The Moon in conjunction with Venus and Jupiter, with the Very Large Telescope in the foreground. Image © Y. Beletsky, ESO, 2009.

Conjunction of the Moon and Mercury

Dominic Ford, Editor
From the Conjunctions feed

Please wait
Loading 0/4
Click and drag to rotate
Mouse wheel to zoom in/out
Touch with mouse to dismiss
The sky at

The Moon and Mercury will share the same right ascension, with the Moon passing 6°14' to the north of Mercury. The Moon will be 1 days old.

From Ashburn however, the pair will not be observable – they will reach their highest point in the sky during daytime and will be no higher than 4° above the horizon at dusk.

Begin typing the name of a town near to you, and then select the town from the list of options which appear below.

The Moon will be at mag -8.6, and Mercury at mag -0.2, both in the constellation Virgo.

The pair will be too widely separated to fit within the field of view of a telescope or pair of binoculars, but will be visible to the naked eye.

A graph of the angular separation between the Moon and Mercury around the time of closest approach is available here.

The positions of the two objects at the moment of conjunction will be as follows:

Object Right Ascension Declination Constellation Magnitude Angular Size
The Moon 13h30m30s -04°08' Virgo -8.6 33'05"4
Mercury 13h30m30s -10°23' Virgo -0.2 5"2

The coordinates above are given in J2000.0. The pair will be at an angular separation of 16° from the Sun, which is in Virgo at this time of year.

The sky on 29 September 2019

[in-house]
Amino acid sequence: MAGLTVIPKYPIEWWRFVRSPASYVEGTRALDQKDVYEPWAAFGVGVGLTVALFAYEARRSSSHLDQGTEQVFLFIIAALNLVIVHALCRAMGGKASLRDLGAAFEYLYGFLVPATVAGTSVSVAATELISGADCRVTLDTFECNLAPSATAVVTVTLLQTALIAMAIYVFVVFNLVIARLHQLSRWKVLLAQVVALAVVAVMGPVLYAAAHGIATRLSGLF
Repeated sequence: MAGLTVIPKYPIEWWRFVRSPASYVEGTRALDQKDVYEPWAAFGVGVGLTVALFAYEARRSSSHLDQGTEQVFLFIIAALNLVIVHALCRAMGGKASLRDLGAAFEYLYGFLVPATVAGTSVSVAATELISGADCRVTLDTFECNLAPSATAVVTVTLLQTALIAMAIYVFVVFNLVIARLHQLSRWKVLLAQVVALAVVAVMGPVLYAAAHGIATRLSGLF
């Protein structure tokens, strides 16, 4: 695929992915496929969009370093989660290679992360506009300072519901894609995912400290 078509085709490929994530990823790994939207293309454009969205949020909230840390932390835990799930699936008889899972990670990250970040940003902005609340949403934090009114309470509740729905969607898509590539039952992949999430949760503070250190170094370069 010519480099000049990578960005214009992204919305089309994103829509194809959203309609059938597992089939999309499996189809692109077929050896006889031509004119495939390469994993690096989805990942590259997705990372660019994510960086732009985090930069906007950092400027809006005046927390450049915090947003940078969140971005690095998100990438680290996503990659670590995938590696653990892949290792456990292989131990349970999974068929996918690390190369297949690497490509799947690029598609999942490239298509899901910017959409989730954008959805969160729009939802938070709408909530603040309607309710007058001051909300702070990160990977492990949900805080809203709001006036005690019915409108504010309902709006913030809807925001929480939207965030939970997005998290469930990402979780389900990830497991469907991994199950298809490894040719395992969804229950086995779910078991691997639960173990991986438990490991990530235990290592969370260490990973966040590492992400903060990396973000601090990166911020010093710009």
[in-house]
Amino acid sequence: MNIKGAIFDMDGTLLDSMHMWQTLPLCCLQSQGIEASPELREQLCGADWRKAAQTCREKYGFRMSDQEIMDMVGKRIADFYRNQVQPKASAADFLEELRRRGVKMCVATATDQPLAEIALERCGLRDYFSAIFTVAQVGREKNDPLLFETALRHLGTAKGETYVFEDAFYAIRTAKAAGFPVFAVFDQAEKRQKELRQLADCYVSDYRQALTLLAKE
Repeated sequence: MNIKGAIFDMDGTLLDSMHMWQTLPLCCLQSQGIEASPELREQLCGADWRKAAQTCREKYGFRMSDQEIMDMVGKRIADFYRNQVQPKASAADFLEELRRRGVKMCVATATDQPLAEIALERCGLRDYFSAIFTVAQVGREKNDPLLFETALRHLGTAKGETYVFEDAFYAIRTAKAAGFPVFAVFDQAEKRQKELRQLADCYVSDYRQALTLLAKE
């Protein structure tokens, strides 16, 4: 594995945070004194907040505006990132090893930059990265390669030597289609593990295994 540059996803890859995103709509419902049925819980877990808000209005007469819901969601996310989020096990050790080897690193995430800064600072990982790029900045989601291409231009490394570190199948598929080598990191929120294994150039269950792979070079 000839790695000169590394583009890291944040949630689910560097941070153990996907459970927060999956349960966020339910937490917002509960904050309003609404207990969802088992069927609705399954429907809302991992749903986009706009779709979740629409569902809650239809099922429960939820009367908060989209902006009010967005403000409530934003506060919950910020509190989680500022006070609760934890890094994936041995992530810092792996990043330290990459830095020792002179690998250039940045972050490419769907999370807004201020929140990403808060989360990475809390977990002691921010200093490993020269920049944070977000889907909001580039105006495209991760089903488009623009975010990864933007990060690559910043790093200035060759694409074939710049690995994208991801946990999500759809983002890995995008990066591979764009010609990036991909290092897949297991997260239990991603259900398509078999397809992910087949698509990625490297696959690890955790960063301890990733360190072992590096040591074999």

Sunrise
07:02
Sunset
18:55
Twilight ends
20:24
Twilight begins
05:33

1-day old moon
Waxing Crescent

1%

1 day old

Planets
Rise Culm. Set
Mercury 08:37 14:06 19:35
Venus 08:04 13:47 19:29
Moon 08:02 13:57 19:52
Mars 06:17 12:27 18:37
Jupiter 12:59 17:43 22:27
Saturn 14:51 19:35 00:24
All times shown in EDT.

Warning

Never attempt to point a pair of binoculars or a telescope at an object close to the Sun. Doing so may result in immediate and permanent blindness.

Source

The circumstances of this event were computed using the DE405 planetary ephemeris published by the Jet Propulsion Laboratory (JPL).

This event was automatically generated by searching the ephemeris for planetary alignments which are of interest to amateur astronomers, and the text above was generated based on an estimate of your location.

Related news

12 Aug 2019  –  Mercury reaches highest point in morning sky
17 Oct 2019  –  Mercury reaches highest point in evening sky
19 Oct 2019  –  Mercury at greatest elongation east
11 Nov 2019  –  Transit of Mercury

Image credit

The Moon in conjunction with Venus and Jupiter, with the Very Large Telescope in the foreground. Image © Y. Beletsky, ESO, 2009.

Ashburn

Latitude:
Longitude:
Timezone:

39.04°N
77.49°W
EDT

Color scheme